“Veiling glare in high dynamic range imaging” by Talvala, Adams, Horowitz and Levoy

  • ©Eino-Ville Talvala, Andrew Adams, Mark Horowitz, and Marc Levoy




    Veiling glare in high dynamic range imaging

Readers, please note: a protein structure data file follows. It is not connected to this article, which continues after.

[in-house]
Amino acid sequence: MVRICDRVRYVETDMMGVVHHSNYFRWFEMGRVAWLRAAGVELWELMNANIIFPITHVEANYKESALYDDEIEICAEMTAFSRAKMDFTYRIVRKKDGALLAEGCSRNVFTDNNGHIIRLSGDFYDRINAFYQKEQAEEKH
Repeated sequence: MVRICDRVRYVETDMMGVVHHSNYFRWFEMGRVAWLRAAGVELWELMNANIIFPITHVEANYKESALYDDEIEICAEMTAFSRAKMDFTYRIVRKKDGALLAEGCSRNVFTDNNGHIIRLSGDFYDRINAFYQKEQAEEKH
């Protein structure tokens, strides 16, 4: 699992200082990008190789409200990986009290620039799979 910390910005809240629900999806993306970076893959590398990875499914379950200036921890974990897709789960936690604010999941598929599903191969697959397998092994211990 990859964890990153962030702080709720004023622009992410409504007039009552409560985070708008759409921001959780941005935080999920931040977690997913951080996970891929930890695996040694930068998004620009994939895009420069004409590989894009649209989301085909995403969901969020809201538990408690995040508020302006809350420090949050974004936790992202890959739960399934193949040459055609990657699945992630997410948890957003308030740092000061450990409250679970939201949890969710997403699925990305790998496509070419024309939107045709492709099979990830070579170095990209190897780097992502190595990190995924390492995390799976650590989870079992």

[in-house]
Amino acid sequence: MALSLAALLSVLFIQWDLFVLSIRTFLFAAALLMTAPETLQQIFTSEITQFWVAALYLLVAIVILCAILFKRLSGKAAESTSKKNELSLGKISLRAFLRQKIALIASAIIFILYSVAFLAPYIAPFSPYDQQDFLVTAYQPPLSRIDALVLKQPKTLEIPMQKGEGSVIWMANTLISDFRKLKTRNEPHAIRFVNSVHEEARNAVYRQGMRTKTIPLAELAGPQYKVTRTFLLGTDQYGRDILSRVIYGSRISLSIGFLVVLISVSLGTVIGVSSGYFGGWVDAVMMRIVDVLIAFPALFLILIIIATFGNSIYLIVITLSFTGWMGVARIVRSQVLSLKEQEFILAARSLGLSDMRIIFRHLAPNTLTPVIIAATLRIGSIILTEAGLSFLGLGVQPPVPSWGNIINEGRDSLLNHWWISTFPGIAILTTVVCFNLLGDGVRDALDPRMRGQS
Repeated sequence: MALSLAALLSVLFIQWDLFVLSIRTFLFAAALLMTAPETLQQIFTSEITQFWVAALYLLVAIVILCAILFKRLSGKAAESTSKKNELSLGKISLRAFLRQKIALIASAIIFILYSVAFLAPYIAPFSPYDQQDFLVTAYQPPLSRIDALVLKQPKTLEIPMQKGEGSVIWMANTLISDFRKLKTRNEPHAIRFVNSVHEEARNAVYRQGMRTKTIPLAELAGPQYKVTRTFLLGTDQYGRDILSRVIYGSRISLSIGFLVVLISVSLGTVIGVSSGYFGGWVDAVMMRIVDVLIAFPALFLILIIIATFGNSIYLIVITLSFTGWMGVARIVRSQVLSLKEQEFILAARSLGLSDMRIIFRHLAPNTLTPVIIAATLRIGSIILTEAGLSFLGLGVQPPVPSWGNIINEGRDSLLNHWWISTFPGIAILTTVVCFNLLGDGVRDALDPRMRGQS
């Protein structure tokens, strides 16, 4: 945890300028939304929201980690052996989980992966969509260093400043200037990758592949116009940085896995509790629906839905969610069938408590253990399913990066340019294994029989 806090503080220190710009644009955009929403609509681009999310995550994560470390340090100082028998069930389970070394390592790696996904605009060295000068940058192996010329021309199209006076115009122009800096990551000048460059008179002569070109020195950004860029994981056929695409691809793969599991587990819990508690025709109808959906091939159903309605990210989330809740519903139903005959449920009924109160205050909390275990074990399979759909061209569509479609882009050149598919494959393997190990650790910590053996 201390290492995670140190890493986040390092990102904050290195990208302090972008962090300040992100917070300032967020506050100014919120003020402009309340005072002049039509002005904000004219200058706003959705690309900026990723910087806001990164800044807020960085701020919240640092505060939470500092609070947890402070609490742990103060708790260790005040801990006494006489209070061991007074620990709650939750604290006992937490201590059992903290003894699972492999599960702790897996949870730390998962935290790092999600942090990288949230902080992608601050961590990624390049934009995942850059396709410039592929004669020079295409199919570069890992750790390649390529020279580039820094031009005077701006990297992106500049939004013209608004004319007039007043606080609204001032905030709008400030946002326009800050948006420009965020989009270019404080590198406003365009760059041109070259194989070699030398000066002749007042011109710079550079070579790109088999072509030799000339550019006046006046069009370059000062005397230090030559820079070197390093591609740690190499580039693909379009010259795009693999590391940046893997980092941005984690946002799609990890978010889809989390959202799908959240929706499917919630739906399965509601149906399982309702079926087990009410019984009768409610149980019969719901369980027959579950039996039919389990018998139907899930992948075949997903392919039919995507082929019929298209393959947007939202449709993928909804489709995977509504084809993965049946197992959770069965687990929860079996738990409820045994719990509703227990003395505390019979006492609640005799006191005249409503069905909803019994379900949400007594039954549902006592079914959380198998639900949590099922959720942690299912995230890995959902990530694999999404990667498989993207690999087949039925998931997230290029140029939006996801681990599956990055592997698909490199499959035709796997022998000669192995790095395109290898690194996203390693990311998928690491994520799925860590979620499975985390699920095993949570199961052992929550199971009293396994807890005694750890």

The ability of a camera to record a high dynamic range image, whether by taking one snapshot or a sequence, is limited by the presence of veiling glare – the tendency of bright objects in the scene to reduce the contrast everywhere within the field of view. Veiling glare is a global illumination effect that arises from multiple scattering of light inside the camera’s body and lens optics. By measuring separately the direct and indirect components of the intra-camera light transport, one can increase the maximum dynamic range a particular camera is capable of recording. In this paper, we quantify the presence of veiling glare and related optical artifacts for several types of digital cameras, and we describe two methods for removing them: deconvolution by a measured glare spread function, and a novel direct-indirect separation of the lens transport using a structured occlusion mask. In the second method, we selectively block the light that contributes to veiling glare, thereby attaining significantly higher signal-to-noise ratios than with deconvolution. Finally, we demonstrate our separation method for several combinations of cameras and realistic scenes.


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